Siya Kolisi (captain) of South Africa  Photo Steve Haag / Hollywoodbets
Siya Kolisi (captain) of South Africa Photo Steve Haag / Hollywoodbets

How do the countries at Rugby World Cup stack up?

By Jacques van der Westhuyzen Time of article published Sep 11, 2019

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JOHANNESBURG –The 2019 Rugby World Cup in Japan kicks off next Friday and in the start to our build-up, rugby writer Jacques van der Westhuyzen tells you all about the teams in the four groups and who the key men are in those sides. Today we look at Pool A and Pool B

Pool A


Overview: They’ll go into the tournament as the No 1 team in the official world rankings, but they’ve never gone past the quarter-finals, having reached that stage on six occasions, including in 2011 and 2015. They won three of five games in this year’s Six Nations and finished third. At the World Cup they have a 60 percent win percentage.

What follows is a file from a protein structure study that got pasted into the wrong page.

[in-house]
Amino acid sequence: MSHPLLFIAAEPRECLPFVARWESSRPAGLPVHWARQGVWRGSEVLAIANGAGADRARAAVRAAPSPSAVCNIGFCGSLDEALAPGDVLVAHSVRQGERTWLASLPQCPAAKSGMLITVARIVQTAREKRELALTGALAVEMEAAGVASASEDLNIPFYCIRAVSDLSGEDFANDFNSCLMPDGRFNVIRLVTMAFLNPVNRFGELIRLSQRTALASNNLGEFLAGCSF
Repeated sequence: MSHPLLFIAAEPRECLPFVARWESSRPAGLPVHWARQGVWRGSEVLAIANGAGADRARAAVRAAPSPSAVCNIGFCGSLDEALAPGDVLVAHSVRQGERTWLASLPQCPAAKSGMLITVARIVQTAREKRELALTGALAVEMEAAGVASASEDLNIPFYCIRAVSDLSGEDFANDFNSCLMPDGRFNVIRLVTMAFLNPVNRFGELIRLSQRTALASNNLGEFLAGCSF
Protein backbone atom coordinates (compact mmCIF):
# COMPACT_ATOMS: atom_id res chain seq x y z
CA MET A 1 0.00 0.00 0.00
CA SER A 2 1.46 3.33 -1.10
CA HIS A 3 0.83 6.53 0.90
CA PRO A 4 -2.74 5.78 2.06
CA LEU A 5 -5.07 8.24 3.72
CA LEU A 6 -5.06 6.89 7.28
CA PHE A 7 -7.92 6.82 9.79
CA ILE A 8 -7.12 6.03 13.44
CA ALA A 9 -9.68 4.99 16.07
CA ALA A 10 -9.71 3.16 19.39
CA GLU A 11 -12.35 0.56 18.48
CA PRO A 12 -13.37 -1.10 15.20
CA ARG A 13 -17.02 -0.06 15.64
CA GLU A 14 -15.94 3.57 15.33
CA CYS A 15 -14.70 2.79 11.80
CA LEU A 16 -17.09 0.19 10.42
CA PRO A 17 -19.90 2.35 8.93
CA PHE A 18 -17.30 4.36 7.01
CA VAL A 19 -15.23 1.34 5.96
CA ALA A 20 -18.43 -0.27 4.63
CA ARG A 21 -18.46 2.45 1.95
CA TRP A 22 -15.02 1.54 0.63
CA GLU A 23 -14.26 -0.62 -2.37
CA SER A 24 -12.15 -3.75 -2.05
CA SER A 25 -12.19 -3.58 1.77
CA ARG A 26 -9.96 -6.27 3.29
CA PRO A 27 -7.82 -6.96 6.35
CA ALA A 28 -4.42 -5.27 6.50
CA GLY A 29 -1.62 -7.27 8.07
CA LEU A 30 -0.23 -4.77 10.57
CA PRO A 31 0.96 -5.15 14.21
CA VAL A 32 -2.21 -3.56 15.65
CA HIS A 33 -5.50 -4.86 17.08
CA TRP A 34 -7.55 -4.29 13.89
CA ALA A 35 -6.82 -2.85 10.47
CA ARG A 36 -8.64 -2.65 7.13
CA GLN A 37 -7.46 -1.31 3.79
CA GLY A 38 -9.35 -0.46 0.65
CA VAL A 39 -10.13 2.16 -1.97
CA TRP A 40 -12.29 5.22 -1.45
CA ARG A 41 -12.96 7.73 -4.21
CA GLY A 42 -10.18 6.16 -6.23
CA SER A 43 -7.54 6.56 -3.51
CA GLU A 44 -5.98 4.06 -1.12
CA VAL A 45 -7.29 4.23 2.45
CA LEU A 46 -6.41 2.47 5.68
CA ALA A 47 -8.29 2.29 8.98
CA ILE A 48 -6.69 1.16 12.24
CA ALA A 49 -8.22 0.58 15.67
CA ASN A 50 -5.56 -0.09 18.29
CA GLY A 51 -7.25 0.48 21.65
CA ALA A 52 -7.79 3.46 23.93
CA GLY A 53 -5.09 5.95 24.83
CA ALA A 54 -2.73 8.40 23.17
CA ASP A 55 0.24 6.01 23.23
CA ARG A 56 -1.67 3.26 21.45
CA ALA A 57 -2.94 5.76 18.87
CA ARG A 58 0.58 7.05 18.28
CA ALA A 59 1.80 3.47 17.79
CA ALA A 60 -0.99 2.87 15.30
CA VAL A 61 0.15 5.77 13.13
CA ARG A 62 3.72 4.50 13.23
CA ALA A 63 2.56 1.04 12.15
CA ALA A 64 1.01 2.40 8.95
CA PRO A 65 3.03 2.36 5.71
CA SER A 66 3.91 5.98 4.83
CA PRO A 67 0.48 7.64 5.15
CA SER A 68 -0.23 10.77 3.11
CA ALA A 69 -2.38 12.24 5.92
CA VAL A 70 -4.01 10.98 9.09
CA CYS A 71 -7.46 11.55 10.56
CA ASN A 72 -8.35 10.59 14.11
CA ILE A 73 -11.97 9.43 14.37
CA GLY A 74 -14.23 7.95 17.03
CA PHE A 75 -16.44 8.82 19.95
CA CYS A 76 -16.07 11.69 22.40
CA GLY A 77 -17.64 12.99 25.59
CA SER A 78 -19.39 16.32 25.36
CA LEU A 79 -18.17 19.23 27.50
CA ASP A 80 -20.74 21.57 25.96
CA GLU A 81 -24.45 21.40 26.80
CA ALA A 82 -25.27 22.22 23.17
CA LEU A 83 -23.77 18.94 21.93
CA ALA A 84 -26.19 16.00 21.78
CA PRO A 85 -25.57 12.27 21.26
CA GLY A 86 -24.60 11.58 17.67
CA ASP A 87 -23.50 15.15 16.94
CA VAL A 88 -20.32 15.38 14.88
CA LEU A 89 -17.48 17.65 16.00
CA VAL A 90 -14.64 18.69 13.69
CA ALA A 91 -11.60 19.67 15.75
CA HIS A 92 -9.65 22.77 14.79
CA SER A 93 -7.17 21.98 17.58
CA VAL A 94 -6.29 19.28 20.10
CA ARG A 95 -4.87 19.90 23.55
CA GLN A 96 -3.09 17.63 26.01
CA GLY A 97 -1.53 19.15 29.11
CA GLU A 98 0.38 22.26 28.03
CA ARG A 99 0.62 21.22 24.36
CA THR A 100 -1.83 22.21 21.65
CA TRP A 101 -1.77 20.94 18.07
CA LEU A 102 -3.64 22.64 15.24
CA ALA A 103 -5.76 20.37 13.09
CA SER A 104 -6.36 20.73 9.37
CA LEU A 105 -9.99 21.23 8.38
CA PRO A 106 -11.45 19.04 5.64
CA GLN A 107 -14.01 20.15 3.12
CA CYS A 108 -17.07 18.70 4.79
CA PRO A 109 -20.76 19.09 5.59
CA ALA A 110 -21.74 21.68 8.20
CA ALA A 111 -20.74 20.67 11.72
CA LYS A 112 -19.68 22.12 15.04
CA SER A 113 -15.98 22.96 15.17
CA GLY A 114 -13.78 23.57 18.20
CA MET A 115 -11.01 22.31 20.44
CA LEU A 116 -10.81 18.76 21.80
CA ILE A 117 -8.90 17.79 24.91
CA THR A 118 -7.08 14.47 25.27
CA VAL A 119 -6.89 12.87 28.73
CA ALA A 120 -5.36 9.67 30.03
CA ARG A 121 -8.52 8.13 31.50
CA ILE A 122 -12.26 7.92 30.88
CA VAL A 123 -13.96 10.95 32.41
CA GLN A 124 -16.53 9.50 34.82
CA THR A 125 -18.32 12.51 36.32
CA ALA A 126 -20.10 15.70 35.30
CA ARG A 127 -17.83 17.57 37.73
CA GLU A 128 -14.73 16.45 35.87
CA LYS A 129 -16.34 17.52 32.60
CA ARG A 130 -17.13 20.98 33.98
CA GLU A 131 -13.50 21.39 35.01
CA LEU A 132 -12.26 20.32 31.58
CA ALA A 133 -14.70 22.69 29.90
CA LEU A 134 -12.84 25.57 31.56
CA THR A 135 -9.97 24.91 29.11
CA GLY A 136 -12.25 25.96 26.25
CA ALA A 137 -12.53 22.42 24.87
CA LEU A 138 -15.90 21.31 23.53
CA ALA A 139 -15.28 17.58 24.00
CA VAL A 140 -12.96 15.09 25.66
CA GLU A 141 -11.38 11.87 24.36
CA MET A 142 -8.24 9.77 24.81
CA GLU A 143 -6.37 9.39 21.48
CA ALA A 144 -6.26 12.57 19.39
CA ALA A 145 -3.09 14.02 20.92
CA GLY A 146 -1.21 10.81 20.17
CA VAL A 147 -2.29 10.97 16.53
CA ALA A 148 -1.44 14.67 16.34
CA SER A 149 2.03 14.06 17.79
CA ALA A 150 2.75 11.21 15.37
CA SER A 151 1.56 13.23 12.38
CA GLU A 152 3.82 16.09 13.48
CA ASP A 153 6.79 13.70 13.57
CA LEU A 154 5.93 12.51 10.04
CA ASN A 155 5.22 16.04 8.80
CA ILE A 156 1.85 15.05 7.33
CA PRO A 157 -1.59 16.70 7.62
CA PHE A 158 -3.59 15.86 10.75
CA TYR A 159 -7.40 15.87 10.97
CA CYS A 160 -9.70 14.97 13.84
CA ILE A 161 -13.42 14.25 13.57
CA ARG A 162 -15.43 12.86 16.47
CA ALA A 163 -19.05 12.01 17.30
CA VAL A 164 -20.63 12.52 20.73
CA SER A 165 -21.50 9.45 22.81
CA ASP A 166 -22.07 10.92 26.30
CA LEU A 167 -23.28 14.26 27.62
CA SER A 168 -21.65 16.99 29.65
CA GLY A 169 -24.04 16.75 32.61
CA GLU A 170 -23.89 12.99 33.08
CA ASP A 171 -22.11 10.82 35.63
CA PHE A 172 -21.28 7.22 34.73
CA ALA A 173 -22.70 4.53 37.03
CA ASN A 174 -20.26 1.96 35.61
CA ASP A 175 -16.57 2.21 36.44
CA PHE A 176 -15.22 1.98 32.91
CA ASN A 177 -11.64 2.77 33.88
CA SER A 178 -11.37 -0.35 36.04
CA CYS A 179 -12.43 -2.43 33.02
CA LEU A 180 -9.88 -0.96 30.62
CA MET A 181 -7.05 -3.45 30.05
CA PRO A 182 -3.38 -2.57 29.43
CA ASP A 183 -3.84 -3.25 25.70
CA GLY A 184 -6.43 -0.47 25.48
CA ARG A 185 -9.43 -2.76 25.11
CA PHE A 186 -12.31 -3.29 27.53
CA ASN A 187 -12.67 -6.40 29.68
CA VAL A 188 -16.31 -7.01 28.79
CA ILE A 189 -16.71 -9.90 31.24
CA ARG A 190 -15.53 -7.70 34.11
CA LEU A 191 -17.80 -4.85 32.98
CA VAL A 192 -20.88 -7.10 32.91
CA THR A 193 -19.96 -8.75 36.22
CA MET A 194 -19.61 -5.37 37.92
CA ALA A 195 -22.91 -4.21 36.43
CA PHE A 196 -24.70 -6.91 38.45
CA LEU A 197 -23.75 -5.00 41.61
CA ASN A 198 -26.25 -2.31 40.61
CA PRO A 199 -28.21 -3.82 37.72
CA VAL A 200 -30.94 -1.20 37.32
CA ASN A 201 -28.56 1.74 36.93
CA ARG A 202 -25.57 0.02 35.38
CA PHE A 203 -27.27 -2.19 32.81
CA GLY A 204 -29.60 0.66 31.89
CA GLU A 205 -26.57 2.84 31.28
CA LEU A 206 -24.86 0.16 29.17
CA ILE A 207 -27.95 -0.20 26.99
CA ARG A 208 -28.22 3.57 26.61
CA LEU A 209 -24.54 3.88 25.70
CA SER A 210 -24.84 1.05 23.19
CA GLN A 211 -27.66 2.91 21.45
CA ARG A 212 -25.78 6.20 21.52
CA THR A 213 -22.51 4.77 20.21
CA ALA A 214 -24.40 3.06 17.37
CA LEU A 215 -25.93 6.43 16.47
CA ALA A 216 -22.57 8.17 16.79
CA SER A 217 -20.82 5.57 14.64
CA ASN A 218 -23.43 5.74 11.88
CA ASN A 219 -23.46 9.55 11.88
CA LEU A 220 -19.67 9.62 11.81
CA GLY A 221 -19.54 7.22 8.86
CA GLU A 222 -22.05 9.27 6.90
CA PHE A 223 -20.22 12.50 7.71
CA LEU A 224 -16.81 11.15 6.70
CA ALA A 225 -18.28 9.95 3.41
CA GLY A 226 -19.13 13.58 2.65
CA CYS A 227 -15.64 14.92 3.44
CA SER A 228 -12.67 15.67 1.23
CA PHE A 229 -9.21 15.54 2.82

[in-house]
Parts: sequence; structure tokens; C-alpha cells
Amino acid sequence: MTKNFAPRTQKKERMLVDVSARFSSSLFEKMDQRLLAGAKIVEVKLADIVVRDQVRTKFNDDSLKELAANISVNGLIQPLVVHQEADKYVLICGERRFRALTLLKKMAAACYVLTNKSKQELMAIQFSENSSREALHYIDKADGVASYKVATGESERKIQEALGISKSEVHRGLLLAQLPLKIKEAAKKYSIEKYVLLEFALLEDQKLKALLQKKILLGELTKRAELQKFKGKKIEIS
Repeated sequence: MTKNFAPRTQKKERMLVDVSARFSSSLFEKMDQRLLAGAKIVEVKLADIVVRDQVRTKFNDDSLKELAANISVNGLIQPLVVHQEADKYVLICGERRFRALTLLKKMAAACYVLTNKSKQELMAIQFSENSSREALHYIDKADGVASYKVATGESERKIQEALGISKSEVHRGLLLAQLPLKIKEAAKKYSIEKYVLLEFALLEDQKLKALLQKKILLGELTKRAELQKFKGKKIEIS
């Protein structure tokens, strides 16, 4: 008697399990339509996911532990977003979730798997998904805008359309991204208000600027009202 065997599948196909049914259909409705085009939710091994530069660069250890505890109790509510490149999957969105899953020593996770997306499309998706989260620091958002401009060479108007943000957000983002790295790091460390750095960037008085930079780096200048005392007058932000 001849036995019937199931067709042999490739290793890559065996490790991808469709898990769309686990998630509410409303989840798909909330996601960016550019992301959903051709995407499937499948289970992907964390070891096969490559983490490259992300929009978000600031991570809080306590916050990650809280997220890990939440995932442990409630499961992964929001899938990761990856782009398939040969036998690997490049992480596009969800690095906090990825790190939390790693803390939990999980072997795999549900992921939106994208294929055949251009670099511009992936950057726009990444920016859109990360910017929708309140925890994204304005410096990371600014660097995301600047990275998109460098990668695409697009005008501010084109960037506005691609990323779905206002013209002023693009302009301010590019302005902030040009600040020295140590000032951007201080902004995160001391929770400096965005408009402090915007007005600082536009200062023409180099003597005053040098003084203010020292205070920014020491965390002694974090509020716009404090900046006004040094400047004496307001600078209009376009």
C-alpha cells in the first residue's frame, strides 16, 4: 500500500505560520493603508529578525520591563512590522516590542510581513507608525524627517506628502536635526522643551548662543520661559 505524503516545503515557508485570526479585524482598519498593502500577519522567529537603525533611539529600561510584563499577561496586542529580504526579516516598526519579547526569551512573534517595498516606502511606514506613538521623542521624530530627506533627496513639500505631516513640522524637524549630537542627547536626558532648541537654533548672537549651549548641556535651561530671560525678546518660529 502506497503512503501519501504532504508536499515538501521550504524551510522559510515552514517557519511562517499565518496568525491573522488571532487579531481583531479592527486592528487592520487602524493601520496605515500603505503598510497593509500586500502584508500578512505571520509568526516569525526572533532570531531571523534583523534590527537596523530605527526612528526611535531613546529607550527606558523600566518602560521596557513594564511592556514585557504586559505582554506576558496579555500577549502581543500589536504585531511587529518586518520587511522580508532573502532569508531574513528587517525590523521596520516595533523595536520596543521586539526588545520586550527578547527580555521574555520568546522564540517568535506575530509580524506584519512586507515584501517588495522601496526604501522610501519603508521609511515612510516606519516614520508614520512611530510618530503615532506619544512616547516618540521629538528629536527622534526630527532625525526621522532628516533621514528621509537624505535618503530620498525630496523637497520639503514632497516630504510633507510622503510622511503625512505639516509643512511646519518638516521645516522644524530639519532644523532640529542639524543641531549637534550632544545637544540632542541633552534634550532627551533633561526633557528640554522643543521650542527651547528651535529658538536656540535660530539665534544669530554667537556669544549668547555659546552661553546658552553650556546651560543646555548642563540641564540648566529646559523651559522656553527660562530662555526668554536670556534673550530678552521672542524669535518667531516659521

Captain: Rory Best

Coach: Joe Schmidt

Key man: Flyhalf Jonathan Sexton is one of world rugby’s most experienced players with over 80 caps, he was last year’s World Player of the Year and is one of his team’s vice-captains. He is a points machine and leads the back division.

Rory Best, Captain of Ireland poses for photographers next to the Six Nations Trophy during the 2017 RBS Six Nations rugby tournament launch. Photo: EPA/Facundo Arrizabalaga


Overview: The world’s seventh best team according to the rankings finished this year’s Six Nations competition in fifth place with just the one win. They’ve reached the quarter-finals on seven occasions and in 1991 made the semi-finals, eventually finishing in fourth place. They’ve won 58 percent of their 38 World Cup games.